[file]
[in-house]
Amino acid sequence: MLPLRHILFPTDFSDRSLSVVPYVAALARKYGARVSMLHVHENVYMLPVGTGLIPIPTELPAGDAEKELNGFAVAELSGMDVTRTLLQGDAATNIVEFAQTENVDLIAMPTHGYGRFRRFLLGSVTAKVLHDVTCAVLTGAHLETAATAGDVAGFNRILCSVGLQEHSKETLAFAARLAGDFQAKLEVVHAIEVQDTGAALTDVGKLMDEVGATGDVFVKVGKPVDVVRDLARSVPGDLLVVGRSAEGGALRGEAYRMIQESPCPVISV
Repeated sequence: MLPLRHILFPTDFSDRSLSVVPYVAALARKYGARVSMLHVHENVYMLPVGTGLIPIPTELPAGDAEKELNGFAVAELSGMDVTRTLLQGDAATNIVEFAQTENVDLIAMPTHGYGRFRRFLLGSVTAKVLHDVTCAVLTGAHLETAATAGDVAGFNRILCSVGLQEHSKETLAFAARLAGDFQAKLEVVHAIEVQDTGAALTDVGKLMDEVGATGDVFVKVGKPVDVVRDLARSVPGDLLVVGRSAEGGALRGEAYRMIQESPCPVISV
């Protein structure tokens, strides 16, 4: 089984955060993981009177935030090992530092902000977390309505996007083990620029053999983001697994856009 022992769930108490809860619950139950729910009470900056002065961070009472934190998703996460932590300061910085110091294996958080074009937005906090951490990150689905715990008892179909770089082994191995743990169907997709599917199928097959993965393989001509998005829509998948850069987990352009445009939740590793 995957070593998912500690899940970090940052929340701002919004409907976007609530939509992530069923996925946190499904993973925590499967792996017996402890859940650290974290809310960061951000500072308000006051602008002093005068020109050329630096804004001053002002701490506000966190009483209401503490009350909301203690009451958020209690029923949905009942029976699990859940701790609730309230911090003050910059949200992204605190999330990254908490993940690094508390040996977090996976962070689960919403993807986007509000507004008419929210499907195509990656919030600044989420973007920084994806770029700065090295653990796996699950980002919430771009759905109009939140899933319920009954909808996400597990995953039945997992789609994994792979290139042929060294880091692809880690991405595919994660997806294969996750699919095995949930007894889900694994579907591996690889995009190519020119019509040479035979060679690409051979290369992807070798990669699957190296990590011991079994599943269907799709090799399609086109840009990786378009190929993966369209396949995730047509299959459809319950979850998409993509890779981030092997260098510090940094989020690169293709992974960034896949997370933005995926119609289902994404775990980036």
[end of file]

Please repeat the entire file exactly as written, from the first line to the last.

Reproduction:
[in-house]
Amino acid sequence: MLPLRHILFPTDFSDRSLSVVPYVAALARKYGARVSMLHVHENVYMLPVGTGLIPIPTELPAGDAEKELNGFAVAELSGMDVTRTLLQGDAATNIVEFAQTENVDLIAMPTHGYGRFRRFLLGSVTAKVLHDVTCAVLTGAHLETAATAGDVAGFNRILCSVGLQEHSKETLAFAARLAGDFQAKLEVVHAIEVQDTGAALTDVGKLMDEVGATGDVFVKVGKPVDVVRDLARSVPGDLLVVGRSAEGGALRGEAYRMIQESPCPVISV
Repeated sequence: MLPLRHILFPTDFSDRSLSVVPYVAALARKYGARVSMLHVHENVYMLPVGTGLIPIPTELPAGDAEKELNGFAVAELSGMDVTRTLLQGDAATNIVEFAQTENVDLIAMPTHGYGRFRRFLLGSVTAKVLHDVTCAVLTGAHLETAATAGDVAGFNRILCSVGLQEHSKETLAFAARLAGDFQAKLEVVHAIEVQDTGAALTDVGKLMDEVGATGDVFVKVGKPVDVVRDLARSVPGDLLVVGRSAEGGALRGEAYRMIQESPCPVISV
């Protein structure tokens, strides 16, 4: 089984955060993981009177935030090992530092902000977390309505996007083990620029053999983001697994856009 022992769930108490809860619950139950729910009470900056002065961070009472934190998703996460932590300061910085110091294996958080074009937005906090951490990150689905715990008892179909770089082994191995743990169907997709599917199928097959993965393989001509998005829509998948850069987990352009445009939740590793 995957070593998912500690899940970090940052929340701002919004409907976007609530939509992530069923996925946190499904993973925590499967792996017996402890859940650290974290809310960061951000500072308000006051602008002093005068020109050329630096804004001053002002701490506000966190009483209401503490009350909301203690009451958020209690029923949905009942029976699990859940701790609730309230911090003050910059949200992204605190999330990254908490993940690094508390040996977090996976962070689960919403993807986007509000507004008419929210499907195509990656919030600044989420973007920084994806770029700065090295653990796996699950980002919430771009759905109009939140899933319920009954909808996400597990995953039945997992789609994994792979290139042929060294880091692809880690991405595919994660997806294969996750699919095995949930007894889900694994579907591996690889995009190519020119019509040479035979060679690409051979290369992807070798990669699957190296990590011991079994599943269907799709090799399609086109840009990786378009190929993966369209396949995730047509299959459809319950979850998409993509890779981030092997260098510090940094989020690169293709992974960034896949997370933005995926119609289902994404775990980036």